By 2004 external debt had reached roughly $7 billion. Due to austerity, ordinary people suffered two decades of falling incomes. This would be hard in any country, but was especially tough for the majority of Zambians whose opportunities to make a living are constantly under threat from droughts, external economic circumstances and diseases like Aids and malaria. Child mortality increased. Life expectancy fell. The number of people living on less than $2 a day increased from 6 million in 1991 (75% of the population) to over 9 million by 2003 (85% of the population.
Thanks to protests and petitions around the globe – including from Jubilee Zambia – it was agreed the world’s poorest countries would get some debt relief through a scheme known as the Heavily Indebted Poor Countries (HIPC) initiative. The debt relief programme undemocratically demanded harmful policies such as privatisation of services and austerity for the countries taking part. One consequence of this in Zambia was that teachers were denied a living wage. When the Zambian parliament voted against an IMF-enforced privatisation of a bank, debt relief was once again delayed.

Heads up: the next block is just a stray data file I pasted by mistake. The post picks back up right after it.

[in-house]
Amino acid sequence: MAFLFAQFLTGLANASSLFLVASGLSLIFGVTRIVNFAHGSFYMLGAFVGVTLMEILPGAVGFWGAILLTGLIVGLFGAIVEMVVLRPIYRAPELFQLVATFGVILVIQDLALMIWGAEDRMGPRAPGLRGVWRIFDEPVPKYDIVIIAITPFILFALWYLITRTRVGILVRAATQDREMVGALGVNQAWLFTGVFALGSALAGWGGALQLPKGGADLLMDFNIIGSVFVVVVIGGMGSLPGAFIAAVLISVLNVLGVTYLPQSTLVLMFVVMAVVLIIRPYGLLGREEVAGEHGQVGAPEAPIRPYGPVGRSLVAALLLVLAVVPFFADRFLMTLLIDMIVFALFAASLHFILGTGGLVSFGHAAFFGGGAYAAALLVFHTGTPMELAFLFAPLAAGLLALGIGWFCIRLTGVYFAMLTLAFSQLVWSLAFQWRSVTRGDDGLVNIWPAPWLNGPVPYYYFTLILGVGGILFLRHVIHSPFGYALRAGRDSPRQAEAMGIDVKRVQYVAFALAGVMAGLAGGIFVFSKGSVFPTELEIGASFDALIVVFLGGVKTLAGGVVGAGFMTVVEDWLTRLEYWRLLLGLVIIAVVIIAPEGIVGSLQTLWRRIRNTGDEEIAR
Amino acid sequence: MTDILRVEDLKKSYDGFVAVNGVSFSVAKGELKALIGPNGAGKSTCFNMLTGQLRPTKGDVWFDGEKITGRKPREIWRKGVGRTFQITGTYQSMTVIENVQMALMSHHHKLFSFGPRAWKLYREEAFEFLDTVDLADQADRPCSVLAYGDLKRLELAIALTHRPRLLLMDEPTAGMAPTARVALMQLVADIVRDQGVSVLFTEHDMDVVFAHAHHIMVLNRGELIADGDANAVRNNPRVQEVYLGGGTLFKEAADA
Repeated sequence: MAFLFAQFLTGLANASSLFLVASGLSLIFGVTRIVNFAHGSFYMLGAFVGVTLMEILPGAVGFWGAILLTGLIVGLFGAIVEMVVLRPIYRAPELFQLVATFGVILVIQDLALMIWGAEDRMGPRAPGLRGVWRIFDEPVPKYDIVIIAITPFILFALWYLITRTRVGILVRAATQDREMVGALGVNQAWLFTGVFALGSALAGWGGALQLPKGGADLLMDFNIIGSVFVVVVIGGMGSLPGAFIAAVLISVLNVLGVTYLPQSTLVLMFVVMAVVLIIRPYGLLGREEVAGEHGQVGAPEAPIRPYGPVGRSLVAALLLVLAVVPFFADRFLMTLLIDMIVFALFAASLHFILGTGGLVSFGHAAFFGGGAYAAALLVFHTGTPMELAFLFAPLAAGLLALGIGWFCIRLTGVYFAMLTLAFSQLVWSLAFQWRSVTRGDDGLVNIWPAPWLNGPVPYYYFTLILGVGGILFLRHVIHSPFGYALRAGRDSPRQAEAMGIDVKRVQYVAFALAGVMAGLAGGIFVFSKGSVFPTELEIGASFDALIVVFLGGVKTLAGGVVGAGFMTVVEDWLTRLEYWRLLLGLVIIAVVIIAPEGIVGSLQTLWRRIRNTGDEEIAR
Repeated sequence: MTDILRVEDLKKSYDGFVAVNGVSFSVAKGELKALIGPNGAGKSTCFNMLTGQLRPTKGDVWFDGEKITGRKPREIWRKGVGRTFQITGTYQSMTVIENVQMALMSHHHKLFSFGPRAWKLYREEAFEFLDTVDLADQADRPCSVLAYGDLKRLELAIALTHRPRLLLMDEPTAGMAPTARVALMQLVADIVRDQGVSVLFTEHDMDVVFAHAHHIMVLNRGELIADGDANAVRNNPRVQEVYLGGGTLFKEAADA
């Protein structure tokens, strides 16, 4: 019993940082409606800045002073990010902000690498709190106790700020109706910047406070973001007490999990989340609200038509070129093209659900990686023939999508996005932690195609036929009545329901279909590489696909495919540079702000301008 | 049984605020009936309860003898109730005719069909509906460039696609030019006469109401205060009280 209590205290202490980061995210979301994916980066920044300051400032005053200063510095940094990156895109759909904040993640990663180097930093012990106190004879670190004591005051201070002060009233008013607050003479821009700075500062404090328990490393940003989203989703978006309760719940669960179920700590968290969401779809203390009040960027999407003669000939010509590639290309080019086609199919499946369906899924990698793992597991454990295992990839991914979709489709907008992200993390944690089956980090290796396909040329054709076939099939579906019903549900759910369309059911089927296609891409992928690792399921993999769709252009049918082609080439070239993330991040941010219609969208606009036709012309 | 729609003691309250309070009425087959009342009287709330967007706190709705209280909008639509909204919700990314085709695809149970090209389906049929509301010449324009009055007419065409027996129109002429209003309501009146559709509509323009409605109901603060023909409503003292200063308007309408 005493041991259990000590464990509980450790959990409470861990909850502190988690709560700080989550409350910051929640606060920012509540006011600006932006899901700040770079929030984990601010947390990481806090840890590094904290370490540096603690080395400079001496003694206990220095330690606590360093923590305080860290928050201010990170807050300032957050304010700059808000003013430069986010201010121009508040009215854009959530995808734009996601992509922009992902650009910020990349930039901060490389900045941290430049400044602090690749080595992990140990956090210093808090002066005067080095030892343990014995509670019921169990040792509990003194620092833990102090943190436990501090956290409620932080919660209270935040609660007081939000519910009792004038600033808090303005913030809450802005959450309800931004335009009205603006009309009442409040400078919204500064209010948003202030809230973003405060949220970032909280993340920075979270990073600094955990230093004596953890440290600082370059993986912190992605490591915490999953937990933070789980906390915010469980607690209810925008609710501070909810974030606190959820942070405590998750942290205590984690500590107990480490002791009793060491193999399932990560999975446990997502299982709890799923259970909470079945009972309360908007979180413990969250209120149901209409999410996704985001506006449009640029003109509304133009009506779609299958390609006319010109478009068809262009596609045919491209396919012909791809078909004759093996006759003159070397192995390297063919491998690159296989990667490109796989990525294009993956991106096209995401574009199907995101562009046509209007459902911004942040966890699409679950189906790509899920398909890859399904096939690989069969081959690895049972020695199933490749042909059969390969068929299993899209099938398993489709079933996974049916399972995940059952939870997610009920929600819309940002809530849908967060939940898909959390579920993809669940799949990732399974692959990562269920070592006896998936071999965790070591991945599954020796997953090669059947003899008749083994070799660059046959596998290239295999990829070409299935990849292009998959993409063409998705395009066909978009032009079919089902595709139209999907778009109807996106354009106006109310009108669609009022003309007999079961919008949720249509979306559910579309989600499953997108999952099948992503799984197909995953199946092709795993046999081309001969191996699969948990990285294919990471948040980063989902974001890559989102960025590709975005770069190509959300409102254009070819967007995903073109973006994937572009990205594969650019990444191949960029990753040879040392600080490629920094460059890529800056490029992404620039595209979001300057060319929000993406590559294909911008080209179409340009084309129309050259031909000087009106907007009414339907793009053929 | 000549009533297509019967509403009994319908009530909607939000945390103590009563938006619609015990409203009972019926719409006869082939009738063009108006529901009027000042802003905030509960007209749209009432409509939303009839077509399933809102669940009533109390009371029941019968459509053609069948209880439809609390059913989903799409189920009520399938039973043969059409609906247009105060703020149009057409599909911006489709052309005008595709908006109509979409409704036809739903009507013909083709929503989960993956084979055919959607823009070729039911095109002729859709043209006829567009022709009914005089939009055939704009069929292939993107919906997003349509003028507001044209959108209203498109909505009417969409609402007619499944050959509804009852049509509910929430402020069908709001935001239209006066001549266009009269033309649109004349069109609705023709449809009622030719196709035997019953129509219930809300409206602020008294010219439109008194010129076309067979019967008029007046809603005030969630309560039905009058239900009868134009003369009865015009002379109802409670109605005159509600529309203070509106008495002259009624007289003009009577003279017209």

Throughout the many years it took for Zambia to complete HIPC, debt repayments continued costing between $160 and $250 million per year, more than spending on health and education combined. Zambia finally completed HIPC in April 2005 and had around $4 billion of debt cancelled. Despite this, in November that year drought lead to food shortages affecting over a million people.